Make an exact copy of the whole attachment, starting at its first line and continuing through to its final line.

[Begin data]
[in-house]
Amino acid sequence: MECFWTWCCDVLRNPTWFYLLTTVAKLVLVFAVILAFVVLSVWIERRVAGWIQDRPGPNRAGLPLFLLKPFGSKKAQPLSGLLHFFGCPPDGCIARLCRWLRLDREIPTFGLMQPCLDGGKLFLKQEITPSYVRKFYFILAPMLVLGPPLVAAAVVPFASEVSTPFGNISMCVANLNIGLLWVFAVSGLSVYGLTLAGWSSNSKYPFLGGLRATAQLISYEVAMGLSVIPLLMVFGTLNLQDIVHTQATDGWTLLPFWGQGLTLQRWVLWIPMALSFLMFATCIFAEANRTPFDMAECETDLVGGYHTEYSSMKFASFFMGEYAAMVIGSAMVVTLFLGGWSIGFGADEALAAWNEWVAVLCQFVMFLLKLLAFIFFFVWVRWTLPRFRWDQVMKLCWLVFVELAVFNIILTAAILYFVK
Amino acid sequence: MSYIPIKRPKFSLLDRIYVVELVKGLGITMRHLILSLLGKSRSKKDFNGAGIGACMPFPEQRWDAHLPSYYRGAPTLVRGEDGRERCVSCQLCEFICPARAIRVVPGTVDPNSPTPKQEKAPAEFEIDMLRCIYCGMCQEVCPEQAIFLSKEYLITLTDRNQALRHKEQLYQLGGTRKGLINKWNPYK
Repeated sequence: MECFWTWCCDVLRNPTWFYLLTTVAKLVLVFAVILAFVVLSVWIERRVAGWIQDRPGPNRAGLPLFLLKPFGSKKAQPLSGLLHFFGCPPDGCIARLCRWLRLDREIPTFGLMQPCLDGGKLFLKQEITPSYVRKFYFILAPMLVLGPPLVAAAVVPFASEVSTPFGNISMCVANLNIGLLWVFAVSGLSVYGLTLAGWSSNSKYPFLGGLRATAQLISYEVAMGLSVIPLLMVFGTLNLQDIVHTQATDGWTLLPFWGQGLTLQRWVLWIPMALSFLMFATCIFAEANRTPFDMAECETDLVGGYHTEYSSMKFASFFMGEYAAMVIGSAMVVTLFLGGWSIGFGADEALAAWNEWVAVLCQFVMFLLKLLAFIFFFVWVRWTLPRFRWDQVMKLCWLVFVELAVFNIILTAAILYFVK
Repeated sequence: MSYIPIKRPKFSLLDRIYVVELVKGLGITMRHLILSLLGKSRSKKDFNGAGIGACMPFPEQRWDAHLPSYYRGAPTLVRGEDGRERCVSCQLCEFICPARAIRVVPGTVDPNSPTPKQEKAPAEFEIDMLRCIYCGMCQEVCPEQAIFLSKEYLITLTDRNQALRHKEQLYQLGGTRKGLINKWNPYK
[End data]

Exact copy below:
[in-house]
Amino acid sequence: MECFWTWCCDVLRNPTWFYLLTTVAKLVLVFAVILAFVVLSVWIERRVAGWIQDRPGPNRAGLPLFLLKPFGSKKAQPLSGLLHFFGCPPDGCIARLCRWLRLDREIPTFGLMQPCLDGGKLFLKQEITPSYVRKFYFILAPMLVLGPPLVAAAVVPFASEVSTPFGNISMCVANLNIGLLWVFAVSGLSVYGLTLAGWSSNSKYPFLGGLRATAQLISYEVAMGLSVIPLLMVFGTLNLQDIVHTQATDGWTLLPFWGQGLTLQRWVLWIPMALSFLMFATCIFAEANRTPFDMAECETDLVGGYHTEYSSMKFASFFMGEYAAMVIGSAMVVTLFLGGWSIGFGADEALAAWNEWVAVLCQFVMFLLKLLAFIFFFVWVRWTLPRFRWDQVMKLCWLVFVELAVFNIILTAAILYFVK
Amino acid sequence: MSYIPIKRPKFSLLDRIYVVELVKGLGITMRHLILSLLGKSRSKKDFNGAGIGACMPFPEQRWDAHLPSYYRGAPTLVRGEDGRERCVSCQLCEFICPARAIRVVPGTVDPNSPTPKQEKAPAEFEIDMLRCIYCGMCQEVCPEQAIFLSKEYLITLTDRNQALRHKEQLYQLGGTRKGLINKWNPYK
Repeated sequence: MECFWTWCCDVLRNPTWFYLLTTVAKLVLVFAVILAFVVLSVWIERRVAGWIQDRPGPNRAGLPLFLLKPFGSKKAQPLSGLLHFFGCPPDGCIARLCRWLRLDREIPTFGLMQPCLDGGKLFLKQEITPSYVRKFYFILAPMLVLGPPLVAAAVVPFASEVSTPFGNISMCVANLNIGLLWVFAVSGLSVYGLTLAGWSSNSKYPFLGGLRATAQLISYEVAMGLSVIPLLMVFGTLNLQDIVHTQATDGWTLLPFWGQGLTLQRWVLWIPMALSFLMFATCIFAEANRTPFDMAECETDLVGGYHTEYSSMKFASFFMGEYAAMVIGSAMVVTLFLGGWSIGFGADEALAAWNEWVAVLCQFVMFLLKLLAFIFFFVWVRWTLPRFRWDQVMKLCWLVFVELAVFNIILTAAILYFVK
Repeated sequence: MSYIPIKRPKFSLLDRIYVVELVKGLGITMRHLILSLLGKSRSKKDFNGAGIGACMPFPEQRWDAHLPSYYRGAPTLVRGEDGRERCVSCQLCEFICPARAIRVVPGTVDPNSPTPKQEKAPAEFEIDMLRCIYCGMCQEVCPEQAIFLSKEYLITLTDRNQALRHKEQLYQLGGTRKGLINKWNPYK